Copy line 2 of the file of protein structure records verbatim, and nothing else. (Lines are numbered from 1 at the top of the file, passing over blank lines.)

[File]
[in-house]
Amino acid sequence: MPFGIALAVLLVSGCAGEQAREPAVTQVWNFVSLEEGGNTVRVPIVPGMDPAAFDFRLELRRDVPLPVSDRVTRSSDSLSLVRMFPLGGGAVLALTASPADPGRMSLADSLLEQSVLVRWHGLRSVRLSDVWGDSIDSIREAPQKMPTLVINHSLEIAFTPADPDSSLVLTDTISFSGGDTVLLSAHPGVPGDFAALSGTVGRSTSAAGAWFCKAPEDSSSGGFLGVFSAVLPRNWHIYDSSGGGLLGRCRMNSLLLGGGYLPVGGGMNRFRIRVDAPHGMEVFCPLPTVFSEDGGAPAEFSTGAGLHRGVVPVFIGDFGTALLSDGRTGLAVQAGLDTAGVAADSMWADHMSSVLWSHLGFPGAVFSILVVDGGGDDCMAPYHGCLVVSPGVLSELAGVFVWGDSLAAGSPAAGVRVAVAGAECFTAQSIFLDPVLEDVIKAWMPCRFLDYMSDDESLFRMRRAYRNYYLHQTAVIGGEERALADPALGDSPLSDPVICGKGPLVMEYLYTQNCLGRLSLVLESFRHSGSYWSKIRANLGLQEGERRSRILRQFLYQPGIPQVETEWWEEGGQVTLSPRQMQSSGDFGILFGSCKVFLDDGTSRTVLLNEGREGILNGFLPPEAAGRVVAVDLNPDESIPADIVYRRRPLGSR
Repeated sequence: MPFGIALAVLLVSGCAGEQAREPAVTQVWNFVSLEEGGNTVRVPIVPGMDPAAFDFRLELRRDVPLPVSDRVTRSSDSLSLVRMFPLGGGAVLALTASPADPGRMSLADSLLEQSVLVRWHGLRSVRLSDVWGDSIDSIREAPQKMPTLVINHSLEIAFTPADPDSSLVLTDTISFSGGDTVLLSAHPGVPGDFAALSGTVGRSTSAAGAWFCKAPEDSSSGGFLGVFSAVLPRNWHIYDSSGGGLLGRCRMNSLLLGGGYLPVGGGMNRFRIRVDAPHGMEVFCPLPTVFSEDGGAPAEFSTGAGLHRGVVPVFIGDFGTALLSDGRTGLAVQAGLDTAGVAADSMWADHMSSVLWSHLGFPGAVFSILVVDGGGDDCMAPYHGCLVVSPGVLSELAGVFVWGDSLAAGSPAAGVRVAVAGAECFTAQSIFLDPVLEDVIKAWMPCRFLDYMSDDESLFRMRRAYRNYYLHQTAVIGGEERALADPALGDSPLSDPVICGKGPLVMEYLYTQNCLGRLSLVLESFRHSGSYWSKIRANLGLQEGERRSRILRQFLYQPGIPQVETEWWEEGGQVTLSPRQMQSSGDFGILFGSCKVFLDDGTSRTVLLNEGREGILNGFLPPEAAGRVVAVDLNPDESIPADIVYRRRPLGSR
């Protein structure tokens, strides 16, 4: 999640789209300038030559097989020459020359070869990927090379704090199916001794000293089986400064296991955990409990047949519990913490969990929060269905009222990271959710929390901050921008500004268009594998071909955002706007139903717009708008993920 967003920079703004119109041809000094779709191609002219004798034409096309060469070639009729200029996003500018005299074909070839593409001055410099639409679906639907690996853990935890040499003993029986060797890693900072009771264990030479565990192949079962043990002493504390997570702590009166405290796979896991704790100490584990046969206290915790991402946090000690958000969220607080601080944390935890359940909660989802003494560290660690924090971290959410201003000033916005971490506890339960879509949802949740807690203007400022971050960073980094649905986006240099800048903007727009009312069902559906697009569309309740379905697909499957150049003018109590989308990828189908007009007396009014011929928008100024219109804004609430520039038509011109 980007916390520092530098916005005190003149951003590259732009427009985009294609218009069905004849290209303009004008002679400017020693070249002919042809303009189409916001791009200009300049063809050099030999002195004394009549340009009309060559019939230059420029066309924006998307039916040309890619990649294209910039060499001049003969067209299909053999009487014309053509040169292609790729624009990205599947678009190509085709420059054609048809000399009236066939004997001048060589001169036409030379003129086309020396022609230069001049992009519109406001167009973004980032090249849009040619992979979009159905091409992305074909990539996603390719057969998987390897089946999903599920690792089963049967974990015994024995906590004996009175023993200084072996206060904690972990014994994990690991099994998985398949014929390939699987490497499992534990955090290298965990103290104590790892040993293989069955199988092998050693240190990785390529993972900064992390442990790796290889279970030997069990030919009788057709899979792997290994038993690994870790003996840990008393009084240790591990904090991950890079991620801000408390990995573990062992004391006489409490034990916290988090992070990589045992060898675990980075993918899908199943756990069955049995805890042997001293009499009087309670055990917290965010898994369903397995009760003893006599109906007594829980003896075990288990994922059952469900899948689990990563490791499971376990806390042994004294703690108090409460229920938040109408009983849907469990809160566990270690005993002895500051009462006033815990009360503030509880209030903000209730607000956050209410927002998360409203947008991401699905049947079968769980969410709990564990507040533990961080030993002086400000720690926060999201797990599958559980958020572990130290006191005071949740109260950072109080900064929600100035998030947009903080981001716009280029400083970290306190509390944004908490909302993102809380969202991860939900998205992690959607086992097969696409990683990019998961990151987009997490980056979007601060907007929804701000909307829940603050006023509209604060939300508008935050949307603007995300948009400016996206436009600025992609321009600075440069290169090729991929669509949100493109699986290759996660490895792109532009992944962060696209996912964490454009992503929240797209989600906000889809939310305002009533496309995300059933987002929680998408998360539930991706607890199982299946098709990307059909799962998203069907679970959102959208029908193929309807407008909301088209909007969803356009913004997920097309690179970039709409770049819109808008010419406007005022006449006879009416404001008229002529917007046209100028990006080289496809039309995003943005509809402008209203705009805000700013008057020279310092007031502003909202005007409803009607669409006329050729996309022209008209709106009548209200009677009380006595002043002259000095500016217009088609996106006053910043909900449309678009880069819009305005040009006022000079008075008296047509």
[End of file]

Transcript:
Amino acid sequence: MPFGIALAVLLVSGCAGEQAREPAVTQVWNFVSLEEGGNTVRVPIVPGMDPAAFDFRLELRRDVPLPVSDRVTRSSDSLSLVRMFPLGGGAVLALTASPADPGRMSLADSLLEQSVLVRWHGLRSVRLSDVWGDSIDSIREAPQKMPTLVINHSLEIAFTPADPDSSLVLTDTISFSGGDTVLLSAHPGVPGDFAALSGTVGRSTSAAGAWFCKAPEDSSSGGFLGVFSAVLPRNWHIYDSSGGGLLGRCRMNSLLLGGGYLPVGGGMNRFRIRVDAPHGMEVFCPLPTVFSEDGGAPAEFSTGAGLHRGVVPVFIGDFGTALLSDGRTGLAVQAGLDTAGVAADSMWADHMSSVLWSHLGFPGAVFSILVVDGGGDDCMAPYHGCLVVSPGVLSELAGVFVWGDSLAAGSPAAGVRVAVAGAECFTAQSIFLDPVLEDVIKAWMPCRFLDYMSDDESLFRMRRAYRNYYLHQTAVIGGEERALADPALGDSPLSDPVICGKGPLVMEYLYTQNCLGRLSLVLESFRHSGSYWSKIRANLGLQEGERRSRILRQFLYQPGIPQVETEWWEEGGQVTLSPRQMQSSGDFGILFGSCKVFLDDGTSRTVLLNEGREGILNGFLPPEAAGRVVAVDLNPDESIPADIVYRRRPLGSR